• A scientific consensus has emerged that the decades leading to 2050, and the 2020s in particular, will be pivotal for the future of humans and all other life forms on Earth. The steps we take – or do not take – to reduce carbon emissions will determine what futures are possible in the 2030s and 2040s and will have ripple effects for hundreds of thousands, or even millions, of years. (Page 39)
  • The signing of the 2015 Paris Climate Accords marked a historic global commitment to work to stabilize and reduce the global output of greenhouse gases such as CO2 and methane which has been expanding since the dawn of the industrial era. Governments of the world pledged to help ensure the planet does not warm more than 2 °C above pre-industrial levels (and preferably not more than 1.5 °C). Yet despite commitments to scale back the burning of fossil fuels, emissions continue to increase. (Page 39)
  • And, despite constant warnings, far too many people still fail to understand the consequences of human activity such as mining and burning carbon to power the modern world. Human activities have precipitated climate shifts that have also caused up to half of the tropical coral reefs on the planet to die, 10 trillion tons of ice to melt, and the ocean to grow dramatically more acidic (Page 39)
  • The warming of Earth’s atmosphere and oceans goes hand-in-hand with the exploitation of resources pushing the planet to the brink. The human world population tripled between 1950 and 2020, growing from 2.5 billion persons to almost 8 billion, a result of increasing birth rates and rapidly increasing lifespans. The average person on Earth lived twice as long in 2020 than in 1920 – a remarkable achievement that reflects countless social and scientific accomplishments. Predictably, this population explosion has been matched by concurrent increases in resource needs. And populations continue to expand, albeit at a slower pace than in recent centuries. Current projections suggest population growth will reach 9.7 billion in 2050 and then likely plateau at around 11 billion in 2100. (Page 40)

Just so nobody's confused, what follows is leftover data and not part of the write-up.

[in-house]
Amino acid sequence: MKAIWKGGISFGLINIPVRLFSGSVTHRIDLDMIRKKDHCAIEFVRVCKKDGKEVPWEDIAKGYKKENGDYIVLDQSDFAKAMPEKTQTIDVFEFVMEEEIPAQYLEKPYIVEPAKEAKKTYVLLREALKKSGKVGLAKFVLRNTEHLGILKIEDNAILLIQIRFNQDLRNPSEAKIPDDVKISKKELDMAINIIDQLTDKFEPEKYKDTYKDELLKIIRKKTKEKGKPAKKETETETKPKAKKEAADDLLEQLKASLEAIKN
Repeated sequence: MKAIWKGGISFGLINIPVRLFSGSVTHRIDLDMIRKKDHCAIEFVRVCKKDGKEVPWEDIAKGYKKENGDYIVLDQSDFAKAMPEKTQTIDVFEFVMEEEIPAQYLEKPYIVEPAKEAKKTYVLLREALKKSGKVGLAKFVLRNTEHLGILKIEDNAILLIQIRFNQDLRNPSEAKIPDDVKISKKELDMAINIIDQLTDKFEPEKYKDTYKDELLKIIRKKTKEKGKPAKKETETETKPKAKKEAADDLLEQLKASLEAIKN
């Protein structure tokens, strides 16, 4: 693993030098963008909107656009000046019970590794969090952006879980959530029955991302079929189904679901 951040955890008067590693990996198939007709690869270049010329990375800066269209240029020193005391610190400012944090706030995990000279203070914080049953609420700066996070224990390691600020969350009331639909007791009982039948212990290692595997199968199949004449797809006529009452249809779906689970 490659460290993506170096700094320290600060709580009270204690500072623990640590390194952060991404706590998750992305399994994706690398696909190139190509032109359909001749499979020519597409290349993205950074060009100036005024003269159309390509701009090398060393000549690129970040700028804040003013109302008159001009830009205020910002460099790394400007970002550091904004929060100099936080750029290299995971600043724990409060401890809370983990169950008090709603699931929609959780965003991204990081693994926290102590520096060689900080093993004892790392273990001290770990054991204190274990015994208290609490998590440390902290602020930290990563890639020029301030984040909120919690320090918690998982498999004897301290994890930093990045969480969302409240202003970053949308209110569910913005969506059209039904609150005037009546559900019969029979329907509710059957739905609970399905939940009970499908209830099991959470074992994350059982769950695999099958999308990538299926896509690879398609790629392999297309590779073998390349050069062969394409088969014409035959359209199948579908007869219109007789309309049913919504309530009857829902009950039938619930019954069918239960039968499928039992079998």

• By some estimates, the current ecological footprint of human beings requires 1.6 planet Earth to support us and absorb our waste. (Page 40)
  • Without a course correction, in 2050 we will be using resources at four times the rate it takes for them to replenish and will hand future generations a gravely depleted planet. (Page 40)
  • Privileged groups and wealthier areas of the planet use dramatically more resources and burn more carbon than others. As we work together to change direction, social justice must encompass ecological justice and vice-versa. We must ensure that those least responsible for causing these strains to the planet do not continue to disproportionately pay the price for them. (Page 41)
  • Rising temperatures present special risks to education. Considerable research has shown that heat adversely impacts learning and cognition, and most of the world’s schools and homes do not currently have appropriate materials, architecture and technologies to meaningfully reduce temperatures and ensure climate control. This is true in countries with extreme heat and in countries, many of them rich, that only periodically experience dramatic temperature spikes (Page 41)
  • Evidence shows that climate change increases gender inequality, especially among the poorest and marginalized, and those dependent on subsistence agriculture. Where resources are scarce, they tend to be distributed unequally. When women and girls are displaced by the effects of climate change, the potential for them to fall into a poverty trap is much higher. Their prospects for returning to and restoring their lives, including through education, is lower than their male counterparts. (Page 42)
  • Indigenous women own knowledge that contributes to the mitigation and adaptation to climate change, such as sustainable forest management, sowing and harvesting of water, biodiversity, crop resistance, and seed conservation and selection, but their contributions are often ignored. Too often those most affected by climate change are underrepresented in public debates – globally and within their countries and localities. (Page 42)
  • For too long, education itself has been based on an economic growth-focused modernization development paradigm. But there are early signs that we are moving towards a new ecologically-oriented education rooted in understandings that can rebalance our ways of living on Earth and recognize its interdependent systems and their limits (Page 42)